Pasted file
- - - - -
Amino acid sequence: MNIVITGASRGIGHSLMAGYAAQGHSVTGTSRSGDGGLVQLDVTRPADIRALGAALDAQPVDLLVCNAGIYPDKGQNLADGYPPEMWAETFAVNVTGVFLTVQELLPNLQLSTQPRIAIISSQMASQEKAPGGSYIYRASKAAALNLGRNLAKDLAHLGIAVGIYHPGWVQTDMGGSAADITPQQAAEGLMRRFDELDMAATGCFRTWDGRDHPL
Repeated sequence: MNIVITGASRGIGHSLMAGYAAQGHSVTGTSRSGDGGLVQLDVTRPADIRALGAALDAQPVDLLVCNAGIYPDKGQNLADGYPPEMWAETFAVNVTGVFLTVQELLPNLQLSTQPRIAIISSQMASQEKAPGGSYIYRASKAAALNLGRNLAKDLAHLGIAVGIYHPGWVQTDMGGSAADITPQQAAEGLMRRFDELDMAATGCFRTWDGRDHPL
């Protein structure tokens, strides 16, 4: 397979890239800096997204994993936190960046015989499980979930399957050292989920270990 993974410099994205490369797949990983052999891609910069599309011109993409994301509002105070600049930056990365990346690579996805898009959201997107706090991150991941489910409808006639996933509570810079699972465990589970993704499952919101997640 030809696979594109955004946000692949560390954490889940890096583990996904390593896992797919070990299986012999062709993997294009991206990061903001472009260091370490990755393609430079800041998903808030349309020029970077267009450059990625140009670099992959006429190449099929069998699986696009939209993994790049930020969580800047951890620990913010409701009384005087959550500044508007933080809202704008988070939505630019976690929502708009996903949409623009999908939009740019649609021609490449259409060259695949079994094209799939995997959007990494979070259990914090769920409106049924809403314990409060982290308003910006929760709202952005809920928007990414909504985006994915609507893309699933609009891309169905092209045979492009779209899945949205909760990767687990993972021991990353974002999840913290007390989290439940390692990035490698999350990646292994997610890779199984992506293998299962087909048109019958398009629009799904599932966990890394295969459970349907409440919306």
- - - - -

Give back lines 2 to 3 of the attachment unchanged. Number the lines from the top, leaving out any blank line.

Repeated sequence: MNIVITGASRGIGHSLMAGYAAQGHSVTGTSRSGDGGLVQLDVTRPADIRALGAALDAQPVDLLVCNAGIYPDKGQNLADGYPPEMWAETFAVNVTGVFLTVQELLPNLQLSTQPRIAIISSQMASQEKAPGGSYIYRASKAAALNLGRNLAKDLAHLGIAVGIYHPGWVQTDMGGSAADITPQQAAEGLMRRFDELDMAATGCFRTWDGRDHPL
């Protein structure tokens, strides 16, 4: 397979890239800096997204994993936190960046015989499980979930399957050292989920270990 993974410099994205490369797949990983052999891609910069599309011109993409994301509002105070600049930056990365990346690579996805898009959201997107706090991150991941489910409808006639996933509570810079699972465990589970993704499952919101997640 030809696979594109955004946000692949560390954490889940890096583990996904390593896992797919070990299986012999062709993997294009991206990061903001472009260091370490990755393609430079800041998903808030349309020029970077267009450059990625140009670099992959006429190449099929069998699986696009939209993994790049930020969580800047951890620990913010409701009384005087959550500044508007933080809202704008988070939505630019976690929502708009996903949409623009999908939009740019649609021609490449259409060259695949079994094209799939995997959007990494979070259990914090769920409106049924809403314990409060982290308003910006929760709202952005809920928007990414909504985006994915609507893309699933609009891309169905092209045979492009779209899945949205909760990767687990993972021991990353974002999840913290007390989290439940390692990035490698999350990646292994997610890779199984992506293998299962087909048109019958398009629009799904599932966990890394295969459970349907409440919306």